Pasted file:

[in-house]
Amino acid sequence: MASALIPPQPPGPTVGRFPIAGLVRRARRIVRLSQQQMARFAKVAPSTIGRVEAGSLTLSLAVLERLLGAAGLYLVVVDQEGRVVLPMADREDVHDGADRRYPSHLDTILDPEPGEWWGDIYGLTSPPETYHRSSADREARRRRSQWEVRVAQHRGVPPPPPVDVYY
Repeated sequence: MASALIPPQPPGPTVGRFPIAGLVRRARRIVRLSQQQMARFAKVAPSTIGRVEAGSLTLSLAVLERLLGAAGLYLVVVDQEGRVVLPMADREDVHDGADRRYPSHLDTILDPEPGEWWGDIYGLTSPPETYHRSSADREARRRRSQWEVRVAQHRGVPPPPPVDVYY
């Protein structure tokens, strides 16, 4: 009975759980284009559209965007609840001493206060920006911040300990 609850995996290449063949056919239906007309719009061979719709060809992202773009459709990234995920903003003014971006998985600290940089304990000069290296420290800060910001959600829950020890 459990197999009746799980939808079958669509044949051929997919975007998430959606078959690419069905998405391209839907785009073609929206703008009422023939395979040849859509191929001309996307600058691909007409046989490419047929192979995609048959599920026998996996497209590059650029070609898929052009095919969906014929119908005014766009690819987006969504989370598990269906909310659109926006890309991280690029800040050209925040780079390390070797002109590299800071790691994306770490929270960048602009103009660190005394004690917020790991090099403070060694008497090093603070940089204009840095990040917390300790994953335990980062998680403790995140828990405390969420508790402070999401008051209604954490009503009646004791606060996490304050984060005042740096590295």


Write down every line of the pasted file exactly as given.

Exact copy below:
[in-house]
Amino acid sequence: MASALIPPQPPGPTVGRFPIAGLVRRARRIVRLSQQQMARFAKVAPSTIGRVEAGSLTLSLAVLERLLGAAGLYLVVVDQEGRVVLPMADREDVHDGADRRYPSHLDTILDPEPGEWWGDIYGLTSPPETYHRSSADREARRRRSQWEVRVAQHRGVPPPPPVDVYY
Repeated sequence: MASALIPPQPPGPTVGRFPIAGLVRRARRIVRLSQQQMARFAKVAPSTIGRVEAGSLTLSLAVLERLLGAAGLYLVVVDQEGRVVLPMADREDVHDGADRRYPSHLDTILDPEPGEWWGDIYGLTSPPETYHRSSADREARRRRSQWEVRVAQHRGVPPPPPVDVYY
């Protein structure tokens, strides 16, 4: 009975759980284009559209965007609840001493206060920006911040300990 609850995996290449063949056919239906007309719009061979719709060809992202773009459709990234995920903003003014971006998985600290940089304990000069290296420290800060910001959600829950020890 459990197999009746799980939808079958669509044949051929997919975007998430959606078959690419069905998405391209839907785009073609929206703008009422023939395979040849859509191929001309996307600058691909007409046989490419047929192979995609048959599920026998996996497209590059650029070609898929052009095919969906014929119908005014766009690819987006969504989370598990269906909310659109926006890309991280690029800040050209925040780079390390070797002109590299800071790691994306770490929270960048602009103009660190005394004690917020790991090099403070060694008497090093603070940089204009840095990040917390300790994953335990980062998680403790995140828990405390969420508790402070999401008051209604954490009503009646004791606060996490304050984060005042740096590295």